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Dunbar v. Kohn Law Firm, S.C

United States Court of Appeals, Seventh Circuit

July 19, 2018

Amy Dunbar, Plaintiff-Appellant,
v.
Kohn Law Firm, S.C, et al., Defendants-Appellees. Tammy Smith, Plaintiff-Appellant,
v.
Weltman, Weinberg & Reis Company, LPA, Defendant-Appellee.

          Argued January 18, 2018

          Appeal from the United States District Court for the Eastern District of Wisconsin. No. 17-CV-88 - William E. Duffin, Magistrate Judge.

          Appeal from the United States District Court for the Southern District of Illinois. No. 3:16-CV-1333-NJR-SCW - Nancy J. Rosenstengel, Judge.

          Before Sykes and Hamilton, Circuit Judges, and Lee, District Judge. [1]

          Sykes, Circuit Judge.

         Amy Dunbar and Tammy Smith received collection letters offering to settle their debts at a significant discount. Both letters included the warning: "This settlement may have tax consequences." In separate suits Dunbar and Smith claimed that this statement is misleading in violation of the Fair Debt Collection Practices Act ("FDCPA"), 15 U.S.C. § 1692e, because they were insolvent when they received the letters and therefore would not have incurred a tax liability for any discharged debts.

         The courts below rejected that argument and dismissed the suits on the pleadings. We consolidated the appeals and now affirm. The challenged statement is not false or misleading because "may" does not mean "will" and insolvent debtors might become solvent before settling their debt, triggering the possibility of tax consequences.

         I. Background

         In January 2016 the Kohn Law Firm, S.C., a collection law firm, sent Amy Dunbar a letter seeking to collect a debt originally owed to a bank. The letter stated that the full balance due was $4, 049.08 and offered to settle the debt for $2, 631.90, but warned: "NOTICE: This settlement may have tax consequences." Dunbar was insolvent when she received the letter and filed for bankruptcy six months later.

         That same month Weltman, Weinberg & Reis, also a collection law firm, sent Tammy Smith a collection letter seeking to collect a consumer credit-card debt. The letter stated that the balance due was $4, 319.69 and invited Smith to contact the law firm to discuss satisfying her debt obligation for a reduced amount. Like Dunbar's letter, this letter warned: "This settlement may have tax consequences." Smith too was insolvent when she received the letter and filed for bankruptcy two months later.

         Dunbar and Smith filed separate actions under § 1692e alleging that the collection letters were misleading because they were insolvent and therefore would not have had to pay taxes on any discharged debt. A magistrate judge and district judge, respectively, dismissed the cases for failure to state a claim. See Fed. R. Civ. P. 12(b)(6). Both judges concluded that alerting debtors that a settlement "may" have tax consequences is neither false nor misleading.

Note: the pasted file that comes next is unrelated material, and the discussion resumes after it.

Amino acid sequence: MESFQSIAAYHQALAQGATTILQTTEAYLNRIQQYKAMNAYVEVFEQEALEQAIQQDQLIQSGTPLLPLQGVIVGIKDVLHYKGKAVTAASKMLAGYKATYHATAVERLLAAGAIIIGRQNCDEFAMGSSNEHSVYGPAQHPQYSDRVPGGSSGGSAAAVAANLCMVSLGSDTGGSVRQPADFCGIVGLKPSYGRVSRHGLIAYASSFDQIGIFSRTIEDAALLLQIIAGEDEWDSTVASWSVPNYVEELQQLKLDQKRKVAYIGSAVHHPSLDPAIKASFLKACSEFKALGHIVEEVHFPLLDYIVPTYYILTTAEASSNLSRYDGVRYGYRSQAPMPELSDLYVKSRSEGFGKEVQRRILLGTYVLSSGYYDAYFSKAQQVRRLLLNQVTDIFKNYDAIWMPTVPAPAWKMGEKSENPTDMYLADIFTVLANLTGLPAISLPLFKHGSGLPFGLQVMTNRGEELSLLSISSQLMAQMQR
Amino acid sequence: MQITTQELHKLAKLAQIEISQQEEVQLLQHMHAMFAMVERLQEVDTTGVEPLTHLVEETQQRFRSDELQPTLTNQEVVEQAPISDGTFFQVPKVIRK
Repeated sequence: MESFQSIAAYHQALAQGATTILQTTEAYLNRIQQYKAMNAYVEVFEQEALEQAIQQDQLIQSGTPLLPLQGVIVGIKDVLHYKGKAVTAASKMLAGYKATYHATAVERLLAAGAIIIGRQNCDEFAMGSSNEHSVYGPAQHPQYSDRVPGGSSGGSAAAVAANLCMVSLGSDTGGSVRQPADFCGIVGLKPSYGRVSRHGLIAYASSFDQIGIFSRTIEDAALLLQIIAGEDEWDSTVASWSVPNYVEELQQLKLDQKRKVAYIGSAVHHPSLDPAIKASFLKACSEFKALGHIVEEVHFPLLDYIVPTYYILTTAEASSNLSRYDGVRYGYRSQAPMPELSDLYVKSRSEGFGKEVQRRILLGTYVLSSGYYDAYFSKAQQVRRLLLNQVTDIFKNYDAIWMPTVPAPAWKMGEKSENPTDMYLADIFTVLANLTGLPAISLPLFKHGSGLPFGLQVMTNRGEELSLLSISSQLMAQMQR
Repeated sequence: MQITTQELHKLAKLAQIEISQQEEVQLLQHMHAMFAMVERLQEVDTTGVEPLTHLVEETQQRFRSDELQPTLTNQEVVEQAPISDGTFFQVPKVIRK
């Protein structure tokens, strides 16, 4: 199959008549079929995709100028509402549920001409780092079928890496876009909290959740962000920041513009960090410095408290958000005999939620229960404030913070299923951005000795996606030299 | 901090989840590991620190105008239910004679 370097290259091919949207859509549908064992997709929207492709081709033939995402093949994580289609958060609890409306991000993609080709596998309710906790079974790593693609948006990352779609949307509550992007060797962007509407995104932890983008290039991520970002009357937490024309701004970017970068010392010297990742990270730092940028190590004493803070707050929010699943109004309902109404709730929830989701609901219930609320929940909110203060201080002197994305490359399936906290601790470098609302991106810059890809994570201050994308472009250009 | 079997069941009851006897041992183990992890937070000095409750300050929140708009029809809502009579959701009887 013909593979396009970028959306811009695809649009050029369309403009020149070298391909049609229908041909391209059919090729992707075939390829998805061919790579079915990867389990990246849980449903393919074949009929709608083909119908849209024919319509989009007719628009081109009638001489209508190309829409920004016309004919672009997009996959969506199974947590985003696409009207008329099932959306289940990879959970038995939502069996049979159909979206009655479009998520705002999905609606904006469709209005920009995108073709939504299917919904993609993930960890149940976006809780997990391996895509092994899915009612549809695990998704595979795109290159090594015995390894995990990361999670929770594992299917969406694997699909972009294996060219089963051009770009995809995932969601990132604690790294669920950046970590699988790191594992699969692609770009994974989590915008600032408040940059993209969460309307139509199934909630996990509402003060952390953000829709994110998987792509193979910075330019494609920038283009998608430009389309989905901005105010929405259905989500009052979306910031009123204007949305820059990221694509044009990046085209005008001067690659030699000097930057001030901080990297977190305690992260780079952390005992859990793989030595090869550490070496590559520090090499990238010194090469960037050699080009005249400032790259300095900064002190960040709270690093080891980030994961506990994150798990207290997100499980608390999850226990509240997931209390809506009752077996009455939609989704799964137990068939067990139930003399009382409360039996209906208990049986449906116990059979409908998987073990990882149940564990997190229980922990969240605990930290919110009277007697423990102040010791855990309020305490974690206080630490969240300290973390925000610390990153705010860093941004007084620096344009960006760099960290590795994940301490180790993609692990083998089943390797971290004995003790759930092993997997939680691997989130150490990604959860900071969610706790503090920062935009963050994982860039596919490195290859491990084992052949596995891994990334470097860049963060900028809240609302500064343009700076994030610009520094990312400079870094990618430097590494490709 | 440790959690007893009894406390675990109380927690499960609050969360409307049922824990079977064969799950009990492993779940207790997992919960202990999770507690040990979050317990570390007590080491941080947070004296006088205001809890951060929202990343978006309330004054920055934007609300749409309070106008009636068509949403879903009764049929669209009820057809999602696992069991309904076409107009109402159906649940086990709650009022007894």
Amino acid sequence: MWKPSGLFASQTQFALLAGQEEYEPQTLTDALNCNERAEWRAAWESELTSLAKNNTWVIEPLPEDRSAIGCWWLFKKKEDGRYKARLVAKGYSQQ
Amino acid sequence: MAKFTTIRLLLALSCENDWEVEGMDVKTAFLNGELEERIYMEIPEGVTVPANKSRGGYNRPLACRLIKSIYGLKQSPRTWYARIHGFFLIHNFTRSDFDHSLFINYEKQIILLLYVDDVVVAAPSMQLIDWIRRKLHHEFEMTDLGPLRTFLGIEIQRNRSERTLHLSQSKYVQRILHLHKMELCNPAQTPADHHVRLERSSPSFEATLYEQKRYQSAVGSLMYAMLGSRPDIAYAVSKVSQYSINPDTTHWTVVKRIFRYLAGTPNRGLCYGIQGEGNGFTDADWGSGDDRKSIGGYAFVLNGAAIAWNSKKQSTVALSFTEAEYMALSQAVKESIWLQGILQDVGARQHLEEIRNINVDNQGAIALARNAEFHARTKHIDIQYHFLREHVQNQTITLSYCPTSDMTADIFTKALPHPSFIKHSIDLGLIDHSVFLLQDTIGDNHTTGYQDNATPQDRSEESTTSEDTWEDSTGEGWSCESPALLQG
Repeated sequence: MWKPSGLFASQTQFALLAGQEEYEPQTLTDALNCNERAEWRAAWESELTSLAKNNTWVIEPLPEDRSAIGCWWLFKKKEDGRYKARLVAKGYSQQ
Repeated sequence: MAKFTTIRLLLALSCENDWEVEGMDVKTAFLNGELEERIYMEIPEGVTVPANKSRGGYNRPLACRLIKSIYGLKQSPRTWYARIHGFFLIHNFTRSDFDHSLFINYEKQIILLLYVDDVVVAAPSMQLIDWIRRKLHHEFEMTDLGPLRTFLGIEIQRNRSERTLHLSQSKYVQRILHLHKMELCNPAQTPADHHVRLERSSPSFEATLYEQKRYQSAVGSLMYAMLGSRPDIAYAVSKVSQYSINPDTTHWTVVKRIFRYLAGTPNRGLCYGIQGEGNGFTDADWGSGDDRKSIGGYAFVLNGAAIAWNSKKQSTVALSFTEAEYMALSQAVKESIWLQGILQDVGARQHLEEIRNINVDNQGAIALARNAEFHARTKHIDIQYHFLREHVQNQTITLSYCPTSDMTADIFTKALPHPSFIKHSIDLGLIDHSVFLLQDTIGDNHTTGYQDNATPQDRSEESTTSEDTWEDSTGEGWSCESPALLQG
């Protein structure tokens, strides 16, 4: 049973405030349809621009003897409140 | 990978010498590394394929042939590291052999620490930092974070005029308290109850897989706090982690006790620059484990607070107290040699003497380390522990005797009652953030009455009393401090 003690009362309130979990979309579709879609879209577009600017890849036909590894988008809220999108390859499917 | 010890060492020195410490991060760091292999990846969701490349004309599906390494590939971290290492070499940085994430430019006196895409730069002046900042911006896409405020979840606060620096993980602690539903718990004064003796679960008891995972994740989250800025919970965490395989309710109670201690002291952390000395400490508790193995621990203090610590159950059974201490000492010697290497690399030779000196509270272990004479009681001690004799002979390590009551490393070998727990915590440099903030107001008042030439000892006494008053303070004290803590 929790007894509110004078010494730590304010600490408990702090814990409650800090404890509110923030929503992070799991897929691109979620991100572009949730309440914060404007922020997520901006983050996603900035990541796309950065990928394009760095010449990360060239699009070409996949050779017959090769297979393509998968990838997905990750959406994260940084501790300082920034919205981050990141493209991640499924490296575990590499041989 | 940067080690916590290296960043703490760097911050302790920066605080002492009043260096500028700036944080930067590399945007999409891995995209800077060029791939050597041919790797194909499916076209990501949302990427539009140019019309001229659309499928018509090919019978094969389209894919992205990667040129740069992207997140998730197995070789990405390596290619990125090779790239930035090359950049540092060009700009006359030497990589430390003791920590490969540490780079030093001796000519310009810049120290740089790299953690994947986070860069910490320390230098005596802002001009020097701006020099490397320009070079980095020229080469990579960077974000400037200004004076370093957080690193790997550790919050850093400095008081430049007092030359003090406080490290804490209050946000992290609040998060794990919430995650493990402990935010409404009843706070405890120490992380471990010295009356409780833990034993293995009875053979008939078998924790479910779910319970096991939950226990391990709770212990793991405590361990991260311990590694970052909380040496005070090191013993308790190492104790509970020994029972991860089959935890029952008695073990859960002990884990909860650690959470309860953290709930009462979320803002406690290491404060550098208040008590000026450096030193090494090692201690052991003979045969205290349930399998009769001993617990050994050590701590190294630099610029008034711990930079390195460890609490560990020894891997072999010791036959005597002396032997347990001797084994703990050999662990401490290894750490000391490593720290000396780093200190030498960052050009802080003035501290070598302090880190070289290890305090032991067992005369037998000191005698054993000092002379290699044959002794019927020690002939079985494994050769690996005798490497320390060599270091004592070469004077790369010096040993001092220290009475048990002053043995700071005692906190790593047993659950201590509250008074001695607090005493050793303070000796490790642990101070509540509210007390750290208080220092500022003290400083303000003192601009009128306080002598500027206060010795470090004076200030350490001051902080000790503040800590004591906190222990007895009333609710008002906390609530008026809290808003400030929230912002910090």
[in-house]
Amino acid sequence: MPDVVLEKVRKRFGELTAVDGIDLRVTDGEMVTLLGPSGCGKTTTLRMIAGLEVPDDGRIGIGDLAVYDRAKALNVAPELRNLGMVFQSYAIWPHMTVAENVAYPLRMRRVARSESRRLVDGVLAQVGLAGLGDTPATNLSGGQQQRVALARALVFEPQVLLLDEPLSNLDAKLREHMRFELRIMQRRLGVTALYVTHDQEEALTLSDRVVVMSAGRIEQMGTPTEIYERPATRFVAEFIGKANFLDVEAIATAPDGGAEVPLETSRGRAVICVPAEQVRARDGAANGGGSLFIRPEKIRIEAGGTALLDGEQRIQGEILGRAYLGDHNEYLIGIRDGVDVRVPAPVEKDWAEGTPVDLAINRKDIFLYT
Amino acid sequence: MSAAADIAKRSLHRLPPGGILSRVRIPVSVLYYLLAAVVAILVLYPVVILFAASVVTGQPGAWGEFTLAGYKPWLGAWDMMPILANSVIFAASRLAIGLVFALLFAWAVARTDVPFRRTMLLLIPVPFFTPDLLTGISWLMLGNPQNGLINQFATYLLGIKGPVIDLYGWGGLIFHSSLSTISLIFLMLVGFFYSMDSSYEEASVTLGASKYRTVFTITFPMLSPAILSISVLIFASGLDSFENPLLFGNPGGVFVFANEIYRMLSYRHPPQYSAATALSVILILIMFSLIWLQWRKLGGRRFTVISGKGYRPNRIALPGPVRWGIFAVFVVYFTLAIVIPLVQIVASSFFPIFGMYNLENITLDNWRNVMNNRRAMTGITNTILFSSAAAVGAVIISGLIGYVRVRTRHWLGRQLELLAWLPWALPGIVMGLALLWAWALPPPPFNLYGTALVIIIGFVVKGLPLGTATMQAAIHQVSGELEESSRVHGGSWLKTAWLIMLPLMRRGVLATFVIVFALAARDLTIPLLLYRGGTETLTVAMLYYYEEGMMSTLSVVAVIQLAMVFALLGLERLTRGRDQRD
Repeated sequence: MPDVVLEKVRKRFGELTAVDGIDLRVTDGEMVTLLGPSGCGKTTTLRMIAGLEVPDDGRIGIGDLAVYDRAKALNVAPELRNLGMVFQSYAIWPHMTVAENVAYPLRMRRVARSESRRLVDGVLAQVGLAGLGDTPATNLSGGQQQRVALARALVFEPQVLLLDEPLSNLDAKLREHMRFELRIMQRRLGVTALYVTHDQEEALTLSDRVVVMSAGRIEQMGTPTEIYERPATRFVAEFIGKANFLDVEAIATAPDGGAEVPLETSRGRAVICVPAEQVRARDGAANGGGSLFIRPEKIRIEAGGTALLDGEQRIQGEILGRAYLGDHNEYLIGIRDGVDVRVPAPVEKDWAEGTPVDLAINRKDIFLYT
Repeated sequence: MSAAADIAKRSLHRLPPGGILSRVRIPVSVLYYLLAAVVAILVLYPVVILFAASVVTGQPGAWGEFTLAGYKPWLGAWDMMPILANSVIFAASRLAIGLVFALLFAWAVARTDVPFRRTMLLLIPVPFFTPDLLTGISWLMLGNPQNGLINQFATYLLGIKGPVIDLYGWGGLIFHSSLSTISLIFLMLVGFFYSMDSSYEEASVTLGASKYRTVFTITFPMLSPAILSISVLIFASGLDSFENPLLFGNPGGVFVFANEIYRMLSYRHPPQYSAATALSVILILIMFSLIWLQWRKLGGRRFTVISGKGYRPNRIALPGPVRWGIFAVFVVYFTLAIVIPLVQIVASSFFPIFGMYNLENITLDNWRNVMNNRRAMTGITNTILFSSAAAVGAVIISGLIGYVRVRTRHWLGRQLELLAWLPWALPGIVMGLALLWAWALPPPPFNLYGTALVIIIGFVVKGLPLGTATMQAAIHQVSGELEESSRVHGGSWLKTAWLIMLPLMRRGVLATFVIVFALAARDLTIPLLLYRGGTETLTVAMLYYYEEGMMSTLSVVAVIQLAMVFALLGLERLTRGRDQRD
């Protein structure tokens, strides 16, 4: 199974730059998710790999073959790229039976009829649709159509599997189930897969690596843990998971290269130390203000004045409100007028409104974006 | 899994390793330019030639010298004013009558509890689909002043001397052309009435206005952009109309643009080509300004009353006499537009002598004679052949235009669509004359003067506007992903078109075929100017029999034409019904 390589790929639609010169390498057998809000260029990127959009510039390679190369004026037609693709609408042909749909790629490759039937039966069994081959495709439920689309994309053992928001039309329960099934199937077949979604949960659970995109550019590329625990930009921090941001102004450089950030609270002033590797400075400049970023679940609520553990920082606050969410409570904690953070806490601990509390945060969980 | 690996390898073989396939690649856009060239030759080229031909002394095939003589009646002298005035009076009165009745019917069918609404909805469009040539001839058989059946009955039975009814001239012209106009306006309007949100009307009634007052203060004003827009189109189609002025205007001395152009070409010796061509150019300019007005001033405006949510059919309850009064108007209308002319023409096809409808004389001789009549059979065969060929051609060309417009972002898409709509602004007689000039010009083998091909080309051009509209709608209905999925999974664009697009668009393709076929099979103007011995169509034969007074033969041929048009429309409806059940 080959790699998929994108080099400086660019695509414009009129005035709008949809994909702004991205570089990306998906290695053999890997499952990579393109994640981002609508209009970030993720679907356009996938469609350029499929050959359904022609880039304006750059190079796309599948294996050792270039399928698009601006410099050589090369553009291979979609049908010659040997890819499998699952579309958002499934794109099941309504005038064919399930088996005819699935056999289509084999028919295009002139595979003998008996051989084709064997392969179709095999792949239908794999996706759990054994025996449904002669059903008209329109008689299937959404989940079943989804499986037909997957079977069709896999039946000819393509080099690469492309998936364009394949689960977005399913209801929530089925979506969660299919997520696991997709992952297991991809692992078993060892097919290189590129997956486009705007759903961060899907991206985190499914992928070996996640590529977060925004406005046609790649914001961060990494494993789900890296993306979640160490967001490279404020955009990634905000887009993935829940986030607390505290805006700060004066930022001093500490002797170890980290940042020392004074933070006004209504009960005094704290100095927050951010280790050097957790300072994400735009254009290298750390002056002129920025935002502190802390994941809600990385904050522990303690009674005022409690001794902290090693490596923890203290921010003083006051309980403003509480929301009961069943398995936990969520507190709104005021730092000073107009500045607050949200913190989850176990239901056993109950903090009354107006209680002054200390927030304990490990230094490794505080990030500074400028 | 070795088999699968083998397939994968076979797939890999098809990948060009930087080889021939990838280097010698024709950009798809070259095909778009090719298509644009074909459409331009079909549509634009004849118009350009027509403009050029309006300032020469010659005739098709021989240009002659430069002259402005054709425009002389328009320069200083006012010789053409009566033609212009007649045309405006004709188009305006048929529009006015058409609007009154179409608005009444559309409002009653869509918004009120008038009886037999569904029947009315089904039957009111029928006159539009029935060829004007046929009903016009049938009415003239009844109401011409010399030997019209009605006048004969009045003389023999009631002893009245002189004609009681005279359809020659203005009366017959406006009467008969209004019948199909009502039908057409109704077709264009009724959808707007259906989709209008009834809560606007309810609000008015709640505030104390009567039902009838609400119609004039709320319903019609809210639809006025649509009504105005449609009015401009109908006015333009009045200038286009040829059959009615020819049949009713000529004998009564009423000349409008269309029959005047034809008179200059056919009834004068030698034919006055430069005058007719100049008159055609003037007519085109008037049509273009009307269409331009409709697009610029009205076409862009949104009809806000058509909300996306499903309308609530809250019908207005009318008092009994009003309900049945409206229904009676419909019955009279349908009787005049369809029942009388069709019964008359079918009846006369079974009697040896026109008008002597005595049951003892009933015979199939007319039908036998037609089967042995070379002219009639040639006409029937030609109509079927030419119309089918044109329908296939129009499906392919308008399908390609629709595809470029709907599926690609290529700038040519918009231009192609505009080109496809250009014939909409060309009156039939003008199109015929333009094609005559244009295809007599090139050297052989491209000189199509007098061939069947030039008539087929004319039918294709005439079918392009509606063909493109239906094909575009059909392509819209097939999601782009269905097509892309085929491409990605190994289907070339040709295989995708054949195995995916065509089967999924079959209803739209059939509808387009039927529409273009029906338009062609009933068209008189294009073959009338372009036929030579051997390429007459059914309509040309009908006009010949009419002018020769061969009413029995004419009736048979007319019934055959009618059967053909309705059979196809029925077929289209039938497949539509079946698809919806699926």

II. Discussion

         The FDCPA makes it unlawful for a debt collector to use "any false, deceptive, or misleading representation or means in connection with the collection of [a] debt." § 1692e. An objective "unsophisticated consumer" standard applies to § 1692e claims: We ask "whether a person of modest education and limited commercial savvy would be likely to be deceived" by the debt collector's representation. Evory v. RJM Acquisitions Funding L.L.C., 505 F.3d 769, 774 (7th Cir. 2007). The objective test disregards "bizarre" or "idiosyncratic" interpretations of collection letters. Gruber v. Creditors' Prot. Serv., Inc., 742 F.3d 271, 274 (7th Cir. 2014); Durkin v. Equifax Check Servs., Inc., 406 F.3d 410, 414 (7th Cir. 2005). A collection letter can be "literally true" and still be misleading, Gonzales v. Arrow Fin. Servs., LLC, 660 F.3d 1055, 1062 (9th Cir. 2011)-for example, if it "leav[es] the door open" for a "false impression," Fields v. Wilber Law Firm, P.C., 383 F.3d 562, 566 (7th Cir. 2004).

         Because this is a fact-laden inquiry, dismissal on the pleadings is proper only in "cases involving statements that plainly, on their face, are not misleading or deceptive." Boucher v. Fin. Sys. of Green Bay, Inc., 880 F.3d 362, 366 (7th Cir. 2018) ...


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